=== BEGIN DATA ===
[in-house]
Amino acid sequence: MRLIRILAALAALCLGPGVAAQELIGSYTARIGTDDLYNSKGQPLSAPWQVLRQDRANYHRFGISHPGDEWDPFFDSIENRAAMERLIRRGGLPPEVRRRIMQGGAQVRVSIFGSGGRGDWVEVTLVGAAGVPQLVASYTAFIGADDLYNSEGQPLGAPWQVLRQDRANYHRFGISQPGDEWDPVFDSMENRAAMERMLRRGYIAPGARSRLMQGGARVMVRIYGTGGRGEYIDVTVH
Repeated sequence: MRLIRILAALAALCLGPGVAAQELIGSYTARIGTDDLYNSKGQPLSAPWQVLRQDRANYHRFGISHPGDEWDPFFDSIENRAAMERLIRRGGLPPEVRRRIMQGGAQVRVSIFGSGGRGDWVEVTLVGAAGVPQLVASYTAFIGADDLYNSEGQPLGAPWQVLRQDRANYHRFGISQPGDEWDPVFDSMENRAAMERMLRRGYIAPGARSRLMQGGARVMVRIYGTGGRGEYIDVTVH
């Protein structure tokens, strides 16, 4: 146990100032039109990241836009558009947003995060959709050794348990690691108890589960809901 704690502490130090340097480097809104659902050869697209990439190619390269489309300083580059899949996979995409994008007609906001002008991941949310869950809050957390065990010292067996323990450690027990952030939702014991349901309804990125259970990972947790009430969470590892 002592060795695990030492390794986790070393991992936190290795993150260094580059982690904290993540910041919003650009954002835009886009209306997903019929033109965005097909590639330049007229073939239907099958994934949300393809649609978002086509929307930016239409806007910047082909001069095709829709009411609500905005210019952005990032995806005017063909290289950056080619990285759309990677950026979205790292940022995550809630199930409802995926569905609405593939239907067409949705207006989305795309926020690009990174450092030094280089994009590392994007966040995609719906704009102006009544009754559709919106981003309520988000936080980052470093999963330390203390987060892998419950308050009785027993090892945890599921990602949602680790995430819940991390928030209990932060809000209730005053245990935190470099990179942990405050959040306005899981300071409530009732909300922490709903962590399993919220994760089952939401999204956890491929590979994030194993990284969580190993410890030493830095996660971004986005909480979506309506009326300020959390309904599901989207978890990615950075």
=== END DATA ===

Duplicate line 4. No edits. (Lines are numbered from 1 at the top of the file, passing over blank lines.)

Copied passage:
């Protein structure tokens, strides 16, 4: 146990100032039109990241836009558009947003995060959709050794348990690691108890589960809901 704690502490130090340097480097809104659902050869697209990439190619390269489309300083580059899949996979995409994008007609906001002008991941949310869950809050957390065990010292067996323990450690027990952030939702014991349901309804990125259970990972947790009430969470590892 002592060795695990030492390794986790070393991992936190290795993150260094580059982690904290993540910041919003650009954002835009886009209306997903019929033109965005097909590639330049007229073939239907099958994934949300393809649609978002086509929307930016239409806007910047082909001069095709829709009411609500905005210019952005990032995806005017063909290289950056080619990285759309990677950026979205790292940022995550809630199930409802995926569905609405593939239907067409949705207006989305795309926020690009990174450092030094280089994009590392994007966040995609719906704009102006009544009754559709919106981003309520988000936080980052470093999963330390203390987060892998419950308050009785027993090892945890599921990602949602680790995430819940991390928030209990932060809000209730005053245990935190470099990179942990405050959040306005899981300071409530009732909300922490709903962590399993919220994760089952939401999204956890491929590979994030194993990284969580190993410890030493830095996660971004986005909480979506309506009326300020959390309904599901989207978890990615950075």